This language is too annoying to use internally inside the microprocessor, it's not efficient, it was not designed to run very fast. It actually has a front end that takes that code and translates it to another byte code. There have been processor startups, where instead of having it done directly on the chip, they put something like a java virtual machine on the processor. Why am I saying this? The virtual and the real in computer science are often hard to tell apart. Virtual to one group could actually be real to another group. When you are coding in java / c, that is the language, that is real to you. That is the abstraction you are working i. but there are actually other levels below you. That generally is not the real level. when you are dealing with millions of transistors, there is a lot of abstraction. The process is the virtual machine that you run processes in. You take a file and loads it to disk. there is a little problem with this concept: Program on disk, is it a one to one mapping between programs on disk, and programs in memory? Not at all! Most programs on disk are not running at any given time. A given program on disk can be running in many different processes, you can have multiple instances of the same program running at the same time. Logically in an API for an operating system, you have to distinguish between the creation of a process, and the loading of an executable into that process. because you want to be able to facilitate the many to many mapping. What does that API look like? I'll give you another funny thing, if you are running one program, can you make that program do multiple things at the same time? Yes, now there is this whole notion of threading, but a thread is not a process.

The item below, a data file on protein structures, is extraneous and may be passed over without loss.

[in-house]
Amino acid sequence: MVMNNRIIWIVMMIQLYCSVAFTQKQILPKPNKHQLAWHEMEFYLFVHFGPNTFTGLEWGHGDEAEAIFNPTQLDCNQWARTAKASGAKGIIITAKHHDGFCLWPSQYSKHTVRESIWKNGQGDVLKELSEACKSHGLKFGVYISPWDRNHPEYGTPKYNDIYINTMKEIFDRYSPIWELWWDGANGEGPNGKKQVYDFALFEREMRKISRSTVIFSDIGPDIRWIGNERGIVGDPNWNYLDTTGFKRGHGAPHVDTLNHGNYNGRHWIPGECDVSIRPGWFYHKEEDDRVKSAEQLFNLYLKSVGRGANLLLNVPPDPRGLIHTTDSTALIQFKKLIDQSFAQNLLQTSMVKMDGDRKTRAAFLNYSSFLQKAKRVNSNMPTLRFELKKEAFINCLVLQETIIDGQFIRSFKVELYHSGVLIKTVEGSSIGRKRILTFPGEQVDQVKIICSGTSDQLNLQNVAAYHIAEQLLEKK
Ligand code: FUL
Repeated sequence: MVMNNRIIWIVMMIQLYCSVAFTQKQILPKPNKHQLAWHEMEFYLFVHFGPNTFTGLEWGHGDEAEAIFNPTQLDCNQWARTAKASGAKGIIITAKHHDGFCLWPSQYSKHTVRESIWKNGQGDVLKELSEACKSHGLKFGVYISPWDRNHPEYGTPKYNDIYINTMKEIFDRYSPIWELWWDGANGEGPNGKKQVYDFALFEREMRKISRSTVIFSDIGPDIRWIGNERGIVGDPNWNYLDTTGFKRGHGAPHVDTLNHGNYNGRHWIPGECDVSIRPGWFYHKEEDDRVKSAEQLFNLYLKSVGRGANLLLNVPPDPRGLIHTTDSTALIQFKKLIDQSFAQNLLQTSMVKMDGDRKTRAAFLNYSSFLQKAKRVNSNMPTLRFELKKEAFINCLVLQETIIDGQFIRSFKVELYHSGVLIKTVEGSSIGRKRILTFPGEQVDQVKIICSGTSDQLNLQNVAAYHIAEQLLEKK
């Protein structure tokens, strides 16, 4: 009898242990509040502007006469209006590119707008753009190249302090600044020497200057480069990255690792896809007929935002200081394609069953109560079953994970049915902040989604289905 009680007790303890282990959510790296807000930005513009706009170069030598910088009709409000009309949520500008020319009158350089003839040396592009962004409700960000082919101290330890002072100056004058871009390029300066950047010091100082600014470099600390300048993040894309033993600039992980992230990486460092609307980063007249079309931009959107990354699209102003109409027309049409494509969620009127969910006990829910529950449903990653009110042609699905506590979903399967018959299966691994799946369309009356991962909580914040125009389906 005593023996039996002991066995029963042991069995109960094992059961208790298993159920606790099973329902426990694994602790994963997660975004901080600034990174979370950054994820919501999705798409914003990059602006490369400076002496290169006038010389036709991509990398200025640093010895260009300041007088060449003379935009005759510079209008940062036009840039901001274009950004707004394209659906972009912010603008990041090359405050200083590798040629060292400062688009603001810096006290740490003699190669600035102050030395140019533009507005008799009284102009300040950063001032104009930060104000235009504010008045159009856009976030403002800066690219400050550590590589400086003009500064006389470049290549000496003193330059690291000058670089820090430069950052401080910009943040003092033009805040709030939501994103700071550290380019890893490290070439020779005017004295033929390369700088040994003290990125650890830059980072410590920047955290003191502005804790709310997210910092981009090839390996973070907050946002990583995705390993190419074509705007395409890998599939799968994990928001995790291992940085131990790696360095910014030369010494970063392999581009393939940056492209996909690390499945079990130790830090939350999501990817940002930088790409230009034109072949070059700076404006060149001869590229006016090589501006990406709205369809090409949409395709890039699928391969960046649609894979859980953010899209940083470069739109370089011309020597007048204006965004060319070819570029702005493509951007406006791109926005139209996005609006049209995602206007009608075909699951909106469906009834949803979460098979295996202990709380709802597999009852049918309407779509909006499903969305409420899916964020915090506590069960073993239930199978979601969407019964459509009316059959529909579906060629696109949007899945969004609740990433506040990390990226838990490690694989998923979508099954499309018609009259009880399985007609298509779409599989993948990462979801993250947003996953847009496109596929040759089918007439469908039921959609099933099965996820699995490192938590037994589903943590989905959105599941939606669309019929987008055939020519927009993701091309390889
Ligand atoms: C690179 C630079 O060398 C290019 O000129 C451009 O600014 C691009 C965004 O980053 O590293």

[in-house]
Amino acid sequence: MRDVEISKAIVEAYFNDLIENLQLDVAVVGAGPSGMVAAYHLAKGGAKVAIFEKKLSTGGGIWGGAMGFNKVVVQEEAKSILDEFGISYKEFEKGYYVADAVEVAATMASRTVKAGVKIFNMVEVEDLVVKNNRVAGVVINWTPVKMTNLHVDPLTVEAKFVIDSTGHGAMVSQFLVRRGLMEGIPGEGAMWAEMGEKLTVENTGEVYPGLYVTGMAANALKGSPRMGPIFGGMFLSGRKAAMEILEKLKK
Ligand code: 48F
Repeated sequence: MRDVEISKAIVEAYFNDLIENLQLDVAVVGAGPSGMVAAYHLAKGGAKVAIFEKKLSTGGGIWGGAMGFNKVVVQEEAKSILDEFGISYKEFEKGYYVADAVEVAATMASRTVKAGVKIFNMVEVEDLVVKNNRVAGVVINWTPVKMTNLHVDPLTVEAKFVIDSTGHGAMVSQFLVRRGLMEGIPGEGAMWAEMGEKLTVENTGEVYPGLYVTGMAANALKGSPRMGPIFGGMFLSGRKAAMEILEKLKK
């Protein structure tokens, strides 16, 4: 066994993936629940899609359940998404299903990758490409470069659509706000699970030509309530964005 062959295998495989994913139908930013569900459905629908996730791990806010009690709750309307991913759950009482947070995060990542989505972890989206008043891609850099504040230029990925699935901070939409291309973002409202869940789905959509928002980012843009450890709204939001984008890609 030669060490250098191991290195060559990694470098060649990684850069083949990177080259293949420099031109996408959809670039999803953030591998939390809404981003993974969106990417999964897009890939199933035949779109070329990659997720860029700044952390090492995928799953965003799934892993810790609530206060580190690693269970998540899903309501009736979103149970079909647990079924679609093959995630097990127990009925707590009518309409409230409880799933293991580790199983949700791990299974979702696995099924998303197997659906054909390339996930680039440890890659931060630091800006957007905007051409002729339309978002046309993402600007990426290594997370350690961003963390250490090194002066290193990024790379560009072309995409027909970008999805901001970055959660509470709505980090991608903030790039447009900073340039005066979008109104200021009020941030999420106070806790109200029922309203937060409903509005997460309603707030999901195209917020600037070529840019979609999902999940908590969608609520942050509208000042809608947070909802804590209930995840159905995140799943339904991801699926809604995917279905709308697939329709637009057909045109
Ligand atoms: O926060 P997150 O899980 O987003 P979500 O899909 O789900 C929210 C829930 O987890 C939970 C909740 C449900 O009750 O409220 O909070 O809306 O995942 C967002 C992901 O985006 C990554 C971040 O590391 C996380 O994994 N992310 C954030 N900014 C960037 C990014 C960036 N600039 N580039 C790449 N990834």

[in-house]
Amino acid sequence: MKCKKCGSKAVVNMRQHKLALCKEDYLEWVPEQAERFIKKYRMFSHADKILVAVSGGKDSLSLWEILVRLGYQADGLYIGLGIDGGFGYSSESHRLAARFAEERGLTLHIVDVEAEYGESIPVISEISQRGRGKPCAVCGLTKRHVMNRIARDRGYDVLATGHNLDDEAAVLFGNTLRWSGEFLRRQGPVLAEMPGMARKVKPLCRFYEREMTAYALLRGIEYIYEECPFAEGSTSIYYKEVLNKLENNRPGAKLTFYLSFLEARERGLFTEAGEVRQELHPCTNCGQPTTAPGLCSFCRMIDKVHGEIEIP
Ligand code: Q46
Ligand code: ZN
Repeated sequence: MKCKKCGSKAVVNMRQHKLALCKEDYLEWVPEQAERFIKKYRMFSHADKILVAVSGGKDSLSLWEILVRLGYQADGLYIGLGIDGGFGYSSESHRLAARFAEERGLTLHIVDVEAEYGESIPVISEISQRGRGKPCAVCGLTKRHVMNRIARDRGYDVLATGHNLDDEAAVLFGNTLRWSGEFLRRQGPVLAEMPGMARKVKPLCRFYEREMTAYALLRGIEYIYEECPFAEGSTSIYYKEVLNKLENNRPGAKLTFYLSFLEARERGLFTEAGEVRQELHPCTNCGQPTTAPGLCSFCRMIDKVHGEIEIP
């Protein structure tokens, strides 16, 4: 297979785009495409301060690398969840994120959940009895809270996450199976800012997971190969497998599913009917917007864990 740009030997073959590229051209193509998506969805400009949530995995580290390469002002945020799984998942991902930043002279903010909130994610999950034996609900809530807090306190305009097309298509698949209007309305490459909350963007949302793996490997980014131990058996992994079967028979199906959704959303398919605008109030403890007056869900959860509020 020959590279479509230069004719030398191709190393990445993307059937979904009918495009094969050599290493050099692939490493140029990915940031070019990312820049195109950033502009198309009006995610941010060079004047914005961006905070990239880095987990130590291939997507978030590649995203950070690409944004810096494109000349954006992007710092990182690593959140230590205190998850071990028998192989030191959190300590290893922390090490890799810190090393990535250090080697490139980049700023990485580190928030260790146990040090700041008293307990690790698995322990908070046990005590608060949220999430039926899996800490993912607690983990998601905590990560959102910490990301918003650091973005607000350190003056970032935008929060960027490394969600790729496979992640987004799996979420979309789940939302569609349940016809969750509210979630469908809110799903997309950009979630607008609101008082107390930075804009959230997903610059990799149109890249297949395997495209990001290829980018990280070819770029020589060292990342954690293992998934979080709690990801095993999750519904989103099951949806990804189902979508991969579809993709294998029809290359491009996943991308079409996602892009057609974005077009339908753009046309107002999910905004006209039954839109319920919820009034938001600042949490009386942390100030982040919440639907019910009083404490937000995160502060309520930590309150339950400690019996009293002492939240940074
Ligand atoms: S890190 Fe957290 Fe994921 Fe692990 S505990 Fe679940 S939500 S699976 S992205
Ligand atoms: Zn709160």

A thread is not a process.

Process = thread(s) + address space

The cPU is virtual, because that would be really annoying to only have 4 things running at a time. Talking about things that are running at the same time. how many things are running @ the same time? Hyperthreading. What does it mean to run things at the same time, is it actually running? or is it logically running. we want the abstraction so that every process has it's own computer. That's what we are talking about when we talk about threads. Process has memory in which it can run, inside that process, how many processors do I have running? Classic only has 1. When you get to multithreaded processors, there is more than one logical solution. If you think about this? That's a mess! Having more than one program counter to track inside of one address space. this causes lots of problems! What happens when they step on each other. They do crazy things like chance teh loop index, from outside the loop. how do you reason about your code when things like this happen? When you put more than one logical cpu inside an address space that can happen. For a long time Operating systems, only supported processes with a single thread of execution. They supported lots of processes. Just made sure each one only had 1 thread.